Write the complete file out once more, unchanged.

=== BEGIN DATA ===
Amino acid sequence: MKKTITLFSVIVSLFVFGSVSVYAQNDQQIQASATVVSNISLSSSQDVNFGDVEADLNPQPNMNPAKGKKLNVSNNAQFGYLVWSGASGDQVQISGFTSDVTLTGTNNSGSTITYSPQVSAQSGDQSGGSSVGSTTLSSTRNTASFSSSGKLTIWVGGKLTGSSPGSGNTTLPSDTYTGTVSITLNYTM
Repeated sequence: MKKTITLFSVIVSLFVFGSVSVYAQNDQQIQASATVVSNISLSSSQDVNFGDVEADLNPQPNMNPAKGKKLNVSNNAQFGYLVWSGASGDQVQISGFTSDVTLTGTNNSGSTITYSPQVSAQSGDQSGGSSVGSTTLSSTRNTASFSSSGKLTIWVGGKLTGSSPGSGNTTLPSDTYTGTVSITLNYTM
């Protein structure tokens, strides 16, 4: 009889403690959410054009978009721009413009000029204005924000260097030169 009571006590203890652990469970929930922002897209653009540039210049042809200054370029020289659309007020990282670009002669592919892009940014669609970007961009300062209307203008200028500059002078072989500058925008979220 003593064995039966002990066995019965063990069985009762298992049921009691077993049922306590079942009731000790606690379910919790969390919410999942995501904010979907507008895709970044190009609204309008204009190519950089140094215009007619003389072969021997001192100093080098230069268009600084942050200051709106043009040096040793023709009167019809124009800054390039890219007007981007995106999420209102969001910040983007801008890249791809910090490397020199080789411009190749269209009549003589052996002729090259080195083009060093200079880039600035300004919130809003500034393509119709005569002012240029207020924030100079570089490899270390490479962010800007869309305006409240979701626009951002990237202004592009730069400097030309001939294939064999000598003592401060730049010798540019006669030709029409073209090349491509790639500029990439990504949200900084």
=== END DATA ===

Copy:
Amino acid sequence: MKKTITLFSVIVSLFVFGSVSVYAQNDQQIQASATVVSNISLSSSQDVNFGDVEADLNPQPNMNPAKGKKLNVSNNAQFGYLVWSGASGDQVQISGFTSDVTLTGTNNSGSTITYSPQVSAQSGDQSGGSSVGSTTLSSTRNTASFSSSGKLTIWVGGKLTGSSPGSGNTTLPSDTYTGTVSITLNYTM
Repeated sequence: MKKTITLFSVIVSLFVFGSVSVYAQNDQQIQASATVVSNISLSSSQDVNFGDVEADLNPQPNMNPAKGKKLNVSNNAQFGYLVWSGASGDQVQISGFTSDVTLTGTNNSGSTITYSPQVSAQSGDQSGGSSVGSTTLSSTRNTASFSSSGKLTIWVGGKLTGSSPGSGNTTLPSDTYTGTVSITLNYTM
């Protein structure tokens, strides 16, 4: 009889403690959410054009978009721009413009000029204005924000260097030169 009571006590203890652990469970929930922002897209653009540039210049042809200054370029020289659309007020990282670009002669592919892009940014669609970007961009300062209307203008200028500059002078072989500058925008979220 003593064995039966002990066995019965063990069985009762298992049921009691077993049922306590079942009731000790606690379910919790969390919410999942995501904010979907507008895709970044190009609204309008204009190519950089140094215009007619003389072969021997001192100093080098230069268009600084942050200051709106043009040096040793023709009167019809124009800054390039890219007007981007995106999420209102969001910040983007801008890249791809910090490397020199080789411009190749269209009549003589052996002729090259080195083009060093200079880039600035300004919130809003500034393509119709005569002012240029207020924030100079570089490899270390490479962010800007869309305006409240979701626009951002990237202004592009730069400097030309001939294939064999000598003592401060730049010798540019006669030709029409073209090349491509790639500029990439990504949200900084």